New research center aims to improve health outcomes for people with physical disabilities

Nationally, 1 in 5 adults lives with a disability.

But knowing what it's like for those 53 million people to age -; and how their unique needs may change over time -; isn't always clear to the professionals that provide care.

"When we work in a health care system, we interact with patients with disabilities, but we don't always understand what it's like to live with a physical disability," says Michelle Meade, Ph.D., associate professor of physical medicine and rehabilitation at Michigan Medicine and a member of the Institute for Healthcare Policy and Innovation.

"For example, managing other health conditions, such as diabetes or the aftereffects of a stroke, while dealing with a spinal cord injury or cerebral palsy adds another level of complexity."

That complexity is what led Meade to seek funding from the National Institute on Disability, Independent Living and Rehabilitation Research (NIDILRR) to establish a Rehabilitation Research and Training Center (RRTC) program at U-M.

RRTC programs conduct research, offer training and disseminate information around rehabilitation topic areas determined by the NIDILRR. There are 23 active programs operating across the United States.

Supported by $4.3 million in NIDILRR funding over the next five years, the U-M RRTC will generate research around the interactions between personal and environmental factors associated with better health outcomes for people with physical disabilities.

Known as the Investigating Disability Factors and Promoting Environmental Access for Healthy Living RRTC -; or IDEAL, for short -; the U-M center will also use the research it generates to develop evidence-based interventions to help this patient population live better.

"People think that people living with physical disabilities should have a low quality of life because they have a disability," says Meade. "But there are many things that can be done to ensure positive outcomes and prove that people can live meaningful lives with physical disabilities."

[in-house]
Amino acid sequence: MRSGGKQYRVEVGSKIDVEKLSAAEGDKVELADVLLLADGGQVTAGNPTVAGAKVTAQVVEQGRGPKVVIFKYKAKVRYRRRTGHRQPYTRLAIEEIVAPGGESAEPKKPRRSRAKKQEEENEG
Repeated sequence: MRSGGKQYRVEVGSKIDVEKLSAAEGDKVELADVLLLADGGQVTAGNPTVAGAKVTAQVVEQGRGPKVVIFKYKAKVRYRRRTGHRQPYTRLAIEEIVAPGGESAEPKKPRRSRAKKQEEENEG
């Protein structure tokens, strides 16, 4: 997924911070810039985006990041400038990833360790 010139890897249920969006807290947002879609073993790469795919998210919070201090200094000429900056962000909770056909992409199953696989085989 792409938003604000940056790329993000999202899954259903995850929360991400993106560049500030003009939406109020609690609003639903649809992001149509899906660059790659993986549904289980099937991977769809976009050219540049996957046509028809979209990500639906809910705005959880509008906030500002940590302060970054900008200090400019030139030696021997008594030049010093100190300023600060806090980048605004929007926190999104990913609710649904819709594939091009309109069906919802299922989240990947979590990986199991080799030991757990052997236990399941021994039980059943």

Meade serves as director of the center and is joined by co-principal investigators Philippa Clarke, Ph.D., professor of epidemiology at the University of Michigan School of Public Health and research professor at the U-M Institute for Social Research, and Robyn Rontal, J.D., MHSA, policy analytics director for the Center for Healthcare Research and Transformation in Ann Arbor.

Goals and research plans

The IDEAL RRTC has four main objectives:

  • Identify environmental factors, including the practices, programs and policies, that are associated with healthy aging for individuals with long-term physical disabilities from diverse backgrounds -; particularly those from low-income and racial/ethnic minority communities.

  • Develop interventions to modify environmental factors to enhance the health, functioning and participation of individuals aging with long-term physical disabilities.

  • Serve as a national resource center to improve outcomes for people aging with long-term physical disabilities, their families and other stakeholders by providing information, training and technical assistance to a variety of groups -; including individuals with disabilities, disability and rehabilitation researchers, clinicians and service providers, and policymakers.